Survey ReportsFY2017:Why Women Aren’t Where They Are Needed in the Workforce: Putting the Pieces Together
|Year of Publication||2017.05|
|Author/Editor||Patricia Rankin and Donna Caccamise|
This paper provides a broad review of evidence-based research, underlying theories, and interventions related to women's representation in the workforce. It introduces the complex issues at play in today's workplace. These issues contribute to creating a work culture that too often is unfriendly to women and subtly or not so subtly drives women from the workforce, particularly from science, technology, engineering, and mathematics (STEM) related fields. A diverse workforce can lead to better outcomes, especially in a knowledge-based economy. The assertion here is that achieving a workforce fully inclusive of women, including at the leadership levels is desirable, and that this will require looking beyond laws and policies to address the biases that women face as well as practical concerns such as how to combine family life with a career. Simple steps such as using a qualifications checklist in the assessment of candidates for a position can help improve hiring, as would the availability of added career planning advice targeted at women and a greater awareness of the value of providing role models. Leadership programs designed to support the new models of collaborative work and encourage the participation of women can also help.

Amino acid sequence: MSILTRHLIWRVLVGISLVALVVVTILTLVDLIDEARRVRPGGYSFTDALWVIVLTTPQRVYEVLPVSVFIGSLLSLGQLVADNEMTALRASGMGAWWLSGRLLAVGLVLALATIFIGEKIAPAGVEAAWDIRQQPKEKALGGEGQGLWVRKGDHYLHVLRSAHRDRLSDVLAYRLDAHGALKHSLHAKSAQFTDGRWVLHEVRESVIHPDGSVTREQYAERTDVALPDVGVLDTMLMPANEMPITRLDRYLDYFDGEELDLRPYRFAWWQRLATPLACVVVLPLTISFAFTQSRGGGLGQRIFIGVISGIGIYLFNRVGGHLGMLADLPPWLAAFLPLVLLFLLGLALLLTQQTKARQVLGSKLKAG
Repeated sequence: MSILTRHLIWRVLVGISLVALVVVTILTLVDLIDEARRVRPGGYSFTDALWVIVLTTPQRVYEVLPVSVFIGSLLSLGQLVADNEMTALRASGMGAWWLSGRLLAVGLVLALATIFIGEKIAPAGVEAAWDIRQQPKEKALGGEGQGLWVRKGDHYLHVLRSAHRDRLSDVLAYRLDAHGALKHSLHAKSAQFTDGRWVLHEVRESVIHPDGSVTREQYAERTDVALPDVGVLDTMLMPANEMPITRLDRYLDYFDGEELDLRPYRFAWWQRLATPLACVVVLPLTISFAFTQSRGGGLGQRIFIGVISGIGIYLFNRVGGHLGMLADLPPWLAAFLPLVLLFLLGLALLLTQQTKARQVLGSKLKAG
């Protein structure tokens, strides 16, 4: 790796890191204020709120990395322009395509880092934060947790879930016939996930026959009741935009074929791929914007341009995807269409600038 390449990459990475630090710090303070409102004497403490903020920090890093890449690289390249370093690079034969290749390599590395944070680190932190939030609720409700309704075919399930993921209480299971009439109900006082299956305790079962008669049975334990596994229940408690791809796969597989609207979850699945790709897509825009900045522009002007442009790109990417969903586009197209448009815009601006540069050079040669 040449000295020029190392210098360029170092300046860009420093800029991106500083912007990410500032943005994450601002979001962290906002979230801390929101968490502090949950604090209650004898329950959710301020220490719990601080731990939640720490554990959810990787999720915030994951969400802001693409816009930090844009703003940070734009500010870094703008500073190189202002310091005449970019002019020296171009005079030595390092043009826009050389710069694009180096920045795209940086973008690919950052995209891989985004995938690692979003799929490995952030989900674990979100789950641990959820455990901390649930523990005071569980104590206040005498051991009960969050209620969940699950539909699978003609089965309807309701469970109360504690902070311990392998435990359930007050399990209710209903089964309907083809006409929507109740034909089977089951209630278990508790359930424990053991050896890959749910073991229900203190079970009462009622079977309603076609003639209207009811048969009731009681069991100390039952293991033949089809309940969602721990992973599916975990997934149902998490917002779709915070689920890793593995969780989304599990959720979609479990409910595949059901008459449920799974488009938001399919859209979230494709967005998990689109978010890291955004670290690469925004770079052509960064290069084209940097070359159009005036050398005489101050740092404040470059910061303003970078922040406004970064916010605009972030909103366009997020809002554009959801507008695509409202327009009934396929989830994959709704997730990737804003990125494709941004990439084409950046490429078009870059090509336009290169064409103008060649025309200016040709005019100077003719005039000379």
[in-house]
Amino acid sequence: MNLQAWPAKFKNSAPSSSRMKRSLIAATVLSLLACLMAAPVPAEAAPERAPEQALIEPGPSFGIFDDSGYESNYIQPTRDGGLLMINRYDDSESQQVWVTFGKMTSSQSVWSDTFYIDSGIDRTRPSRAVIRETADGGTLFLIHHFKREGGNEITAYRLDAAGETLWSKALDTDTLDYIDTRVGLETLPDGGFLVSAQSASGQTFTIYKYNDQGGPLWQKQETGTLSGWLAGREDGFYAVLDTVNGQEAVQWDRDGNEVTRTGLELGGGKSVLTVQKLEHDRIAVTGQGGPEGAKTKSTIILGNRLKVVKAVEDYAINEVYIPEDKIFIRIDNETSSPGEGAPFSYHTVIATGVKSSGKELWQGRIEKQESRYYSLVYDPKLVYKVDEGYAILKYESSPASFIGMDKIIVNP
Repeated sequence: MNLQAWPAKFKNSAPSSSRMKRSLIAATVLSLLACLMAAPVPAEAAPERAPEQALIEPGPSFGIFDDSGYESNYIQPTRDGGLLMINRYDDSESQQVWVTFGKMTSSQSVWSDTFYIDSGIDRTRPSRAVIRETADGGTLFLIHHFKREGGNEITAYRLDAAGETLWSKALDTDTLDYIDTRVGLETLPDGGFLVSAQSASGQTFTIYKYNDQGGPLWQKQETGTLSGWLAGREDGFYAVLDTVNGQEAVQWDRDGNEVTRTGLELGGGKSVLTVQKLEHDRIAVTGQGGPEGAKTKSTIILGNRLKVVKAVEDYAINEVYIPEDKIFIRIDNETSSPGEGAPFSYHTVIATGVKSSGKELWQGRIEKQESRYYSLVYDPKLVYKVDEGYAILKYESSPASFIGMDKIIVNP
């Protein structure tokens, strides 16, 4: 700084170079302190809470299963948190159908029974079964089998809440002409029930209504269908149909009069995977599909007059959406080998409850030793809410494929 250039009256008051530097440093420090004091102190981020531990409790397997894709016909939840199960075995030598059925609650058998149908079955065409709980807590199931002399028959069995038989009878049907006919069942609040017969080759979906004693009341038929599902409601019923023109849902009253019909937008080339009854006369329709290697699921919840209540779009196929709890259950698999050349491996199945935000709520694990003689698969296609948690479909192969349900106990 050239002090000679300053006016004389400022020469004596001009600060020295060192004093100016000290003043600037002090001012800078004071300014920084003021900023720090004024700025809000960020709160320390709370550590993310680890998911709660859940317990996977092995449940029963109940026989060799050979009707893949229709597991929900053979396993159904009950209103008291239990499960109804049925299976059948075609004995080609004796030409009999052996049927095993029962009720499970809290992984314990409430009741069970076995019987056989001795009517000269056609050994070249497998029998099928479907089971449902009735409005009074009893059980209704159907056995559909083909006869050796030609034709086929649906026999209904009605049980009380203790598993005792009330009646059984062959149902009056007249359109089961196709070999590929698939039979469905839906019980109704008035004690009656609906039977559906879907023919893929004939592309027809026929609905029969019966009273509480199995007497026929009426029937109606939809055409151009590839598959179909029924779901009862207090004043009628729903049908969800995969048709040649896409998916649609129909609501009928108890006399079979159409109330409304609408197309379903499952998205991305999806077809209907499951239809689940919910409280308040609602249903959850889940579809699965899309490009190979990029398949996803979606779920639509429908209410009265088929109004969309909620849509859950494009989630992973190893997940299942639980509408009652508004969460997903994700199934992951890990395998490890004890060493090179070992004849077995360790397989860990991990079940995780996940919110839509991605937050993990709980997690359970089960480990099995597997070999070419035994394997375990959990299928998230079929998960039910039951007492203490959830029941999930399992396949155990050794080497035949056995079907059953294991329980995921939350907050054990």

Why Women Aren't Where They Are Needed in the Workforce: Putting the Pieces Together